Uncategorized, Vocal music

Raisins and Almonds – and Farewells:  Colorado Hebrew Chorale

Preview by Betsy Schwarm

Raisins and almonds:  not only tasty ingredients in certain holiday breads, but also a well-known Jewish lullaby.  It is, moreover, what the Colorado Hebrew Chorale (CHC) calls its mid-winter event of music, food, and celebration.  Culturally, there is a connection to the Jewish holiday of Tu B’Shvat, a festival honoring a new year for trees – and for ecological awareness. 

Carol Kozak Ward

This year, Raisins and Almonds, a Tu B’Shvat Celebration brings newly commissioned music.  Carol Kozak Ward, music director of CHC, commissioned her long-time friend and colleague, composer Gerald Cohen, to write something for the ensemble.  Ward and Cohen spent the early months of 2023 occupied with discussions of what text to set.  When Yehudah Halevi’s poem Adonai:  Where Shall I Find You? came up, Cohen sang it to Ward in both Hebrew and English.  As Ward observes, “I knew that somehow, this was all going to work out.”  She has dedicated the resulting composition to the memory of her mother, Joanne Kozak, who passed away in June 2023. 

Gerald Cohen

Cohen describes Halevi’s poem as a “meditation” on the solemnity of Yom Kippur.  In his position as cantor for a synagogue in New York, he wrote an a cappella setting in English for himself to sing during the worship service.  As Cohen had been wanting to make of it what he describes as “a fuller and more developed piece of music,” Ward’s commission was a perfect opportunity to make that happen.

Set in both Hebrew and English, Cohen’s Adonai:  Where Shall I Find You? uses a translation from the prayer book for the High Holidays.  The opening lines of Halevi’s poem are followed by others borrowed from later in the text.

Adonai, where shall I find You?

High and hidden is Your place.

And where shall I not find You?

The world is full of Your glory.

I sought Your closeness,

I called to You with all my heart,

And going out to meet You

I found you coming toward me.

As the uppercase pronouns and possessives imply, the entity being addressed is not a person, but rather, the Lord.  Cohen attests that he hoped to suggest “the idea of the divine presence being distant… and at the same time being close and within each living being.”  His setting often flows peacefully, though with greater rapture where the text suggests increasing closeness of the Lord.

Adonai:  Where Shall I Find You? will premiere at CHC’s Raisins and Almonds event on Sunday, February 4.  It is the newest work on the program, though not the only commission written especially for these singers.  The Colorado Hebrew Chorale will be joined by its sister chorus, Kol Nashim, that is, ‘Women’s Voice.’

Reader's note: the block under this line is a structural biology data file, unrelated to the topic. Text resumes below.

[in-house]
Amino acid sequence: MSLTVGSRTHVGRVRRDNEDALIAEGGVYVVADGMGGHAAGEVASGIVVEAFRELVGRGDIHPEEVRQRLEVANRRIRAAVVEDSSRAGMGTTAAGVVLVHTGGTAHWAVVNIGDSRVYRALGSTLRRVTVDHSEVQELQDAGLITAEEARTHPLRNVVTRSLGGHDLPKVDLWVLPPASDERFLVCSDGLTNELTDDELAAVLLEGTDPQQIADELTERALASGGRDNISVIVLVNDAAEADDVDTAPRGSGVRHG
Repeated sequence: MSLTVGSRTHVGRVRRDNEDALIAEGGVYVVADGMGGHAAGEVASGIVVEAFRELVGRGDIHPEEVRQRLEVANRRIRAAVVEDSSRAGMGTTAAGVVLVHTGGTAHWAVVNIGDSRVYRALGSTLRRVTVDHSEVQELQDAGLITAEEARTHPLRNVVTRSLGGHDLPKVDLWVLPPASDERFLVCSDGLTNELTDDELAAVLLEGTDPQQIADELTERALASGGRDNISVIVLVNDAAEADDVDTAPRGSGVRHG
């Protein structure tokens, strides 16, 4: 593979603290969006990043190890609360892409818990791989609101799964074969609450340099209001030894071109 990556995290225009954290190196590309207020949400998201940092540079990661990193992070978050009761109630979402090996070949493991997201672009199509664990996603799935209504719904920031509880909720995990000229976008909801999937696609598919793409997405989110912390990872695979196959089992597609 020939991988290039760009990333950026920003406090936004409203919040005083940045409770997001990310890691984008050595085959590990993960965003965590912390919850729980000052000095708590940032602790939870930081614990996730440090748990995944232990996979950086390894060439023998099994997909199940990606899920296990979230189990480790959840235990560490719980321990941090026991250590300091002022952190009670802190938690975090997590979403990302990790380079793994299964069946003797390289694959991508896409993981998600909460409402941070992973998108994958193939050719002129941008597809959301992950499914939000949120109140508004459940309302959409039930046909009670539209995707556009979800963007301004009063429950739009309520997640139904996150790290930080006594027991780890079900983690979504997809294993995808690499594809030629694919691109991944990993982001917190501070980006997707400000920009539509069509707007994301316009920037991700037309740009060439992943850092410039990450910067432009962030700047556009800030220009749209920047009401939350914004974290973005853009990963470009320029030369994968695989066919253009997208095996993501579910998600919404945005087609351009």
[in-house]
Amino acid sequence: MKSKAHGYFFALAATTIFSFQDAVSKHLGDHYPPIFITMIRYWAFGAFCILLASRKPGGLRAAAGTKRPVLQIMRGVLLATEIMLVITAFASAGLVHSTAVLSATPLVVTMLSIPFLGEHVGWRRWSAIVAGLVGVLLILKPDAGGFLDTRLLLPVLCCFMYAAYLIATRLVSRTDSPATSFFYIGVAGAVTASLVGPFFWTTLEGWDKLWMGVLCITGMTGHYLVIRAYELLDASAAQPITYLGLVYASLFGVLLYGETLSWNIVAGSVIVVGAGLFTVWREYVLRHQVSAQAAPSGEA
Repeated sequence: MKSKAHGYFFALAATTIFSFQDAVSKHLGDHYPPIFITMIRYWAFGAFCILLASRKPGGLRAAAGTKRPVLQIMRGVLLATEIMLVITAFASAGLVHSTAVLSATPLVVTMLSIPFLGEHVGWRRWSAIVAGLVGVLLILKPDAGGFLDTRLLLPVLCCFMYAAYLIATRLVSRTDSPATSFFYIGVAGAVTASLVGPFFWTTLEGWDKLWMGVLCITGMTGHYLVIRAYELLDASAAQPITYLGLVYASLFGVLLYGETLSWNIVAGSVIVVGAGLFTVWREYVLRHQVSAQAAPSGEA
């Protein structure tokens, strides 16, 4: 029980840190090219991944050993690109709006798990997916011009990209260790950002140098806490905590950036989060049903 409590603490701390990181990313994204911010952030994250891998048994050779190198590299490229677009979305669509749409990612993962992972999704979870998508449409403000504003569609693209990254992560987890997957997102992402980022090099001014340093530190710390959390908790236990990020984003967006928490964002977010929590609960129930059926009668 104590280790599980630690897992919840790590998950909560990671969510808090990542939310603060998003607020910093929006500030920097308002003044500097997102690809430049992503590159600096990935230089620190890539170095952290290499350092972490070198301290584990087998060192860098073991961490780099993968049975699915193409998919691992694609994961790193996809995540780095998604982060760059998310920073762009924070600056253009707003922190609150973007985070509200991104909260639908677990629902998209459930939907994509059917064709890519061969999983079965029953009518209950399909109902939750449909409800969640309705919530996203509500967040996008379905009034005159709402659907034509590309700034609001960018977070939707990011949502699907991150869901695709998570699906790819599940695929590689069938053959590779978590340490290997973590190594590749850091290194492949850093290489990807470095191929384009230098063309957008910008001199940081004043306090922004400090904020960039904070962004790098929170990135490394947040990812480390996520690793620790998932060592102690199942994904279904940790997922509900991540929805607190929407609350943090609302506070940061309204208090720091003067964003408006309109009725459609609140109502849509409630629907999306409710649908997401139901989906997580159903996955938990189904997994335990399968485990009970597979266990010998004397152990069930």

Leah Peer

The all-women’s choir was established in 2013 by conductor/music director Leah Peer.  This season will be Peer’s last leading Kol Nashim, a fact that led her to choose for this program music the chorus has performed during its first decade.  Peer observes that the selected works, several of which were commissioned by Kol Nashim, “all focus on different expressions of women’s strength.”

Nili Abrahamsson

 Three of these works were written especially for Kol Nashim by Denver area women composers:  M. Susan Brown’s To Die Young, Julie Geller’s When I Blessed the Candles (piano part by David Ross), and Nili Abrahamsson’s And Again.  The first two have a melancholy subtext conveyed with very beautiful music.  Peer concedes that the suggested sense of loss “is extremely relevant (again) to the Jewish community at the present time.”  Of course, whatever one’s individual faith, we can all feel sorrow for those losses.

The Raisins and Almonds event, a Tu B’Shvat Celebration, will take place Sunday, February 4, at the Hebrew Educational Alliance, 3600 South Ivanhoe Street in Denver, just south of Hampden and west of I-25.  Activities begin at 5:30pm with a VIP reception honoring Leah Peer in her last season leading Kol Nashim.  The concert itself starts at 6:30pm and is followed at 8pm by an ice cream bar and Shirah B’Tsibur community sing-along.  The in-person event will also be available via livestream.

Tickets are available at this link:


Further information is available from the Colorado Hebrew Chorale.  Both a Contact page and a phone number are available at the choir’s website:  https://coloradohebrewchorale.org/contact-us/

In the troubled times of recent years, music can bring us together both as performers and as listeners.  CHC’s Carol Kozak Ward certainly agrees: “We who ‘do music’ must continue to do so, and our communities are counting on us to help unify a fractured world.”  Raisins and Almonds can be one step toward that desired unification.


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